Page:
Yes!! My OTTB has a work ethic like no other–even when he is tired he’d continue to push for more if I asked him to without blinking an eye. You also know if they made it through years of racing (mine raced through the age of 5) they’ve got a mental toughness to handle the demands of re-training. I love OTTBs and will probably continue to gravitate toward them throughout my riding life.
beautiful!!! This is so great.
What a lovely post. I’m glad you got to see and ride Eddie! He’s a stunning horse.
THIS. So much this.
I loved this post! Just returned from the Horse Expo in Harrisburg, Pa, and my absolute favorite clinics were those hosted by Canter featuring several lovely OTTB’s. They are able to demonstrate the versatility of these special horses, and help the “laymen” appreciate the unique combination of athleticism and heart that TB’s possess. Without the races, I daresay most of us would never have the amazing opportunity of owning one of these animals, as what they are able to accomplish with grit and grace would drive their price far out of our range. Thank you for a wonderful post!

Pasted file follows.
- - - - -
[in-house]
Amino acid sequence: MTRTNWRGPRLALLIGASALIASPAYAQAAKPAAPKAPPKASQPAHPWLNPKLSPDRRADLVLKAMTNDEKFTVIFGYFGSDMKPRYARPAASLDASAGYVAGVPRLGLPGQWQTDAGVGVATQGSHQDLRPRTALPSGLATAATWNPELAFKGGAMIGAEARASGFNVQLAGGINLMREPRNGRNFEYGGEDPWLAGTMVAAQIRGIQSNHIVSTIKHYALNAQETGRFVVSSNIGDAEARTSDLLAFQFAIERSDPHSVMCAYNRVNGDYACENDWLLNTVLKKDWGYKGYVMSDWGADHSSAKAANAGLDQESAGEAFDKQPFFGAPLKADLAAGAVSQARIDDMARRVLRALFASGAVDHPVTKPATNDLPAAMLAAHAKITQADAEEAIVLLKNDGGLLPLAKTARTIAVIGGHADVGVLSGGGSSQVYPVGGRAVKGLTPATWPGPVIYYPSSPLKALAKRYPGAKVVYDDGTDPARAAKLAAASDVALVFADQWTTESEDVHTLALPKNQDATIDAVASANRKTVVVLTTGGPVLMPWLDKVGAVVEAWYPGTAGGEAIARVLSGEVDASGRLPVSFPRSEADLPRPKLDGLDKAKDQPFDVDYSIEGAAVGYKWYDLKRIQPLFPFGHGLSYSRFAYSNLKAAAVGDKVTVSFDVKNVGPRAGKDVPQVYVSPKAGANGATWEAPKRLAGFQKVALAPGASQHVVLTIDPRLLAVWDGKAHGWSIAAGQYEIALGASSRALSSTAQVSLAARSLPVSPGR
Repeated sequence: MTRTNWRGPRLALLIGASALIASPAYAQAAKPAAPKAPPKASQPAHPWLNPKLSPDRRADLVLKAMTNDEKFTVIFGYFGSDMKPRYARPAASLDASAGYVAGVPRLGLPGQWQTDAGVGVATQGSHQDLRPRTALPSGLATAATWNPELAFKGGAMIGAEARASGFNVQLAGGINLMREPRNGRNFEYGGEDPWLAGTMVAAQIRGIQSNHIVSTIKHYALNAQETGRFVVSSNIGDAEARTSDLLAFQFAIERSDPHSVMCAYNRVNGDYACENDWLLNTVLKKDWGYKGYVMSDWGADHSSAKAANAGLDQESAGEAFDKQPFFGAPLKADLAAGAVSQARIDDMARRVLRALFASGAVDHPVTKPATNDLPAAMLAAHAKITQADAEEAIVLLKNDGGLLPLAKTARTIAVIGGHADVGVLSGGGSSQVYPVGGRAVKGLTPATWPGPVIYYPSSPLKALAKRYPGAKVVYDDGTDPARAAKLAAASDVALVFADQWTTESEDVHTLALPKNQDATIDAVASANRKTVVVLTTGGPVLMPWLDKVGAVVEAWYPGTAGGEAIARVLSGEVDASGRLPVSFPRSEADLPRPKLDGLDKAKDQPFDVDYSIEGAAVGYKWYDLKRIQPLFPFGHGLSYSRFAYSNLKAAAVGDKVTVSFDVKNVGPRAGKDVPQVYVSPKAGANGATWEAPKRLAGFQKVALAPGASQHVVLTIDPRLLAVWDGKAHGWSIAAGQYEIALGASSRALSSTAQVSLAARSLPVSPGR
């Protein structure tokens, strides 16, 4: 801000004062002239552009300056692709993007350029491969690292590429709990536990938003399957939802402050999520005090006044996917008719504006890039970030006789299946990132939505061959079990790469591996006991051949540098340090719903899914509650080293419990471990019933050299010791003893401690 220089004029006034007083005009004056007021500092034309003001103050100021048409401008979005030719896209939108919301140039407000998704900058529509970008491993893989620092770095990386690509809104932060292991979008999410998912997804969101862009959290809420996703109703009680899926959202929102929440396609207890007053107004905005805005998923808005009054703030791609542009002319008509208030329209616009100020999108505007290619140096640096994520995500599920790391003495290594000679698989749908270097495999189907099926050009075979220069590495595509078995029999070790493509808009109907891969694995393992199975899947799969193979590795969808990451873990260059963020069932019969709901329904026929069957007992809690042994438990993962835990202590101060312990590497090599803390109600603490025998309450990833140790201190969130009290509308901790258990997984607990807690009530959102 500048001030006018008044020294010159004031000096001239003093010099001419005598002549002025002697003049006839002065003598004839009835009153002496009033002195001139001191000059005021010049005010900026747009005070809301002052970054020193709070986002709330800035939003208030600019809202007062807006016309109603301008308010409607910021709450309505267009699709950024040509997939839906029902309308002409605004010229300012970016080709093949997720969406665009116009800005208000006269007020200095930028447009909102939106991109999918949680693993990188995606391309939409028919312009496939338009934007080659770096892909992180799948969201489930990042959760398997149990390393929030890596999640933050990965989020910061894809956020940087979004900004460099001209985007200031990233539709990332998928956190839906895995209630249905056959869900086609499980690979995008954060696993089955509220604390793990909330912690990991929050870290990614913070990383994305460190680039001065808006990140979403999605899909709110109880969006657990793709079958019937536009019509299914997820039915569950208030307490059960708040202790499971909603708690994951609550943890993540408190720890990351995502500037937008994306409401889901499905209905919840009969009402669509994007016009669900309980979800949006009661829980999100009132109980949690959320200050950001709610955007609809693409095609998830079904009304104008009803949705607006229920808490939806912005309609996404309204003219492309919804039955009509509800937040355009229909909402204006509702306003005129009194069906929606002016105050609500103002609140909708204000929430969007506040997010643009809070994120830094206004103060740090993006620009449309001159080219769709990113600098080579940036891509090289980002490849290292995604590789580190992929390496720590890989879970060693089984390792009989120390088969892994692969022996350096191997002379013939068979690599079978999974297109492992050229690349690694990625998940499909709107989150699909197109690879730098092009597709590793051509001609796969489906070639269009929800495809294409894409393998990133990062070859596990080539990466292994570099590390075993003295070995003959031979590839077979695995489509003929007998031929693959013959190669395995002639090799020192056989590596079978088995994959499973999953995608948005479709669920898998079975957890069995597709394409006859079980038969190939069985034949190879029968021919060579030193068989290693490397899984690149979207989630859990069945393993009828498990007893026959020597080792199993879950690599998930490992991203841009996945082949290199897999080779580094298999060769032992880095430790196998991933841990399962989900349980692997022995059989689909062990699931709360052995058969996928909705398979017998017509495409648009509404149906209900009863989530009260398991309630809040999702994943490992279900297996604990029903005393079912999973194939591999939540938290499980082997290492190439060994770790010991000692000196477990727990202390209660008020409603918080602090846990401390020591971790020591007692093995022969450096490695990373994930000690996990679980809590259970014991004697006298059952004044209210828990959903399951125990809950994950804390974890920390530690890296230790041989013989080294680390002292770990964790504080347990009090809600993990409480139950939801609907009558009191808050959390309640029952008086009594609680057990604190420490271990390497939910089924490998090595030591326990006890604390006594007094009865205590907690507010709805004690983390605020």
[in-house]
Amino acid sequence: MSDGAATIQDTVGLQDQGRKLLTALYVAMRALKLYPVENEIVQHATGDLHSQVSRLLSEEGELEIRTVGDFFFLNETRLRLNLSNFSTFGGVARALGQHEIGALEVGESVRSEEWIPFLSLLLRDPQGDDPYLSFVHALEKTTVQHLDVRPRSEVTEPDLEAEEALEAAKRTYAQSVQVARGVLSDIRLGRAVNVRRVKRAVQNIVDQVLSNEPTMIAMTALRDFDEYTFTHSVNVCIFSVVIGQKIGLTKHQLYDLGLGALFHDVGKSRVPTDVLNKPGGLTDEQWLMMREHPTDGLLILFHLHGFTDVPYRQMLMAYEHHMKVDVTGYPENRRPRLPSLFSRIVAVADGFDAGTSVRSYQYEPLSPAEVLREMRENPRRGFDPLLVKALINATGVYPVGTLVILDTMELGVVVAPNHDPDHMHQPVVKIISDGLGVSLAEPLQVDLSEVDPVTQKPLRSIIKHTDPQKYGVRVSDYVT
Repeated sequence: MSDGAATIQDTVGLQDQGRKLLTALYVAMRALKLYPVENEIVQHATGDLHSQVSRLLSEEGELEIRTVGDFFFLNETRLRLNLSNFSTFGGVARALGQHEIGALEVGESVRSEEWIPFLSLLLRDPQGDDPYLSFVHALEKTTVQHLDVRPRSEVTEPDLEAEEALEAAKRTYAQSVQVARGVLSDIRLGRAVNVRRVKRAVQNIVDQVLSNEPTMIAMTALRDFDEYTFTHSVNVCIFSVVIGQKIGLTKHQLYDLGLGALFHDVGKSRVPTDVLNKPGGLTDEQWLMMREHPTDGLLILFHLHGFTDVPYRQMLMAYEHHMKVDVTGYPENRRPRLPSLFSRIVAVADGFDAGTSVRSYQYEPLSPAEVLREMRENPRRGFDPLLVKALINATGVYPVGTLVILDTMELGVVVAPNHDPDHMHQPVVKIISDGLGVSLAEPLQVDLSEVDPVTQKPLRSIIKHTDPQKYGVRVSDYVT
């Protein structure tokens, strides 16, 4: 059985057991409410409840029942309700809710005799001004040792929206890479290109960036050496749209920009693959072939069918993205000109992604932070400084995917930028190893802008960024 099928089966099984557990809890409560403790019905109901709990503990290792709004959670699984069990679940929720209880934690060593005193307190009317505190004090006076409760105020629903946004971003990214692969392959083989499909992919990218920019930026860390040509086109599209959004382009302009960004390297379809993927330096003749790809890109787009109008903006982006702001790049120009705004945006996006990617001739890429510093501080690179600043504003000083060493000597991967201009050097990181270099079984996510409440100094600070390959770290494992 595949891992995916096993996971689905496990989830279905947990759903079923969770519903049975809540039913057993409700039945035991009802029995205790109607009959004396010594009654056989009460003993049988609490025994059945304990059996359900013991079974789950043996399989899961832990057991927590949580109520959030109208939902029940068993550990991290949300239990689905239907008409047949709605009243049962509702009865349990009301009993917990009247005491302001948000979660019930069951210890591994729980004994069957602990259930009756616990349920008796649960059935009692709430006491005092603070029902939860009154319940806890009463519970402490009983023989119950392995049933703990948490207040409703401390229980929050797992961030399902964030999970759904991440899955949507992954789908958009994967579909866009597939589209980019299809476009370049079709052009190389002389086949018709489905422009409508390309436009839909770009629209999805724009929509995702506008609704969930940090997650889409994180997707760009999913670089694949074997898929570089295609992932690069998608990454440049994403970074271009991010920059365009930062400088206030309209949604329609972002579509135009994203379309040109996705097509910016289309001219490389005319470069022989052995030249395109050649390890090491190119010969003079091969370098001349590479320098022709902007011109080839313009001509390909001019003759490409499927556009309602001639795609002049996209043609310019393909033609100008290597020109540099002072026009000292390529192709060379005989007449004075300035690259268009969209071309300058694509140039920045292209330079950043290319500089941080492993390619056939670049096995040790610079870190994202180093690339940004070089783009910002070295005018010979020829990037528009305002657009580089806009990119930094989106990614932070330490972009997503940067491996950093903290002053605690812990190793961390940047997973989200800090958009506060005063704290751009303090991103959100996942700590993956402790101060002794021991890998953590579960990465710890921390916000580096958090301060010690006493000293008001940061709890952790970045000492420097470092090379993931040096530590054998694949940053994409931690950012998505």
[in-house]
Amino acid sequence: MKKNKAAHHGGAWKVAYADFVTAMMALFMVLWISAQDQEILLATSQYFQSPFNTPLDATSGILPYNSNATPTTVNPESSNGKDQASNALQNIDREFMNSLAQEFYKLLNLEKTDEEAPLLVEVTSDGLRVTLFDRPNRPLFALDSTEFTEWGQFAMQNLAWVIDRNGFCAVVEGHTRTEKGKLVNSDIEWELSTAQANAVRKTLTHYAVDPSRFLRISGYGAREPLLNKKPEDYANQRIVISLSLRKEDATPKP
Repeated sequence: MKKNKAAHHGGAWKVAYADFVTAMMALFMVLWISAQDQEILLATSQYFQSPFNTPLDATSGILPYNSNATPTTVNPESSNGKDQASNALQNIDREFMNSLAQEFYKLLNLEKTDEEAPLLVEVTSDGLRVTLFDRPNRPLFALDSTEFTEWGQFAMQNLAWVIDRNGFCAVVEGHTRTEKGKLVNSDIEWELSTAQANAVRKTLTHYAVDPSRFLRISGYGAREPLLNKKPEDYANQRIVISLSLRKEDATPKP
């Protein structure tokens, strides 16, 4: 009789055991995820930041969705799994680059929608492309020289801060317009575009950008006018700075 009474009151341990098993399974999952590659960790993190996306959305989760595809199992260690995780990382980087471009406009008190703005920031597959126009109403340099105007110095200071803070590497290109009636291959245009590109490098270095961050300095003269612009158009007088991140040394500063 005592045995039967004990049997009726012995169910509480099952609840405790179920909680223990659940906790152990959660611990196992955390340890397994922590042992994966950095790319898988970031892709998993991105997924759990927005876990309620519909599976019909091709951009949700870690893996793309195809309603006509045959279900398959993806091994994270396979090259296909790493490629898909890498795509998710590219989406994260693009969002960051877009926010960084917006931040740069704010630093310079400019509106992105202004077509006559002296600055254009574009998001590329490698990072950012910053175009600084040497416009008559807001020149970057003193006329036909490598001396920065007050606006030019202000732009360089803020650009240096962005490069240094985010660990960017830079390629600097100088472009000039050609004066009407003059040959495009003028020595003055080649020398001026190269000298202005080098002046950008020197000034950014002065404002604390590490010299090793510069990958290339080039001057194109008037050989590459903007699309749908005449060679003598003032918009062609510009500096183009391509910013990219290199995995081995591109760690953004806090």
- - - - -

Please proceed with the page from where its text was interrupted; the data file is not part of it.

I love this. As a former backsider who cheered on, believed in, and dearly loved a fair share of Thoroughbreds – on the track by the time I knew them – thanks for this. I’ve shed tears over so many of them (and this was so long ago, but one never forgets the face of a horse they looked after), claimed away from, sold, broke down. I held my breath every time…but I also still cheered for them, doing what they enjoyed, why I rode them or pony’d them in the morning and saw their faces light up when the lightbulb went off. They took a piece of my heart every time, each and every one of them. I have my own boy, a 1998 model who won my heart from the first glance, has sadly been retired since he was 15 (vision), but still makes me smile every day. There is no fan quite like those who are part of their track-bound lives…because we are so proud of their every moment of accomplishment, and so afraid of the next step. Thanks for all you do, thanks for what you wrote that put it so beautifully into words, and I am so glad that you got to see Eddie in his second career with his amazing people – Eddie hit the jackpot, and I’m so happy for ALL of his connections.
Perfect, and round. With one end touching the other…filled with love. Good job!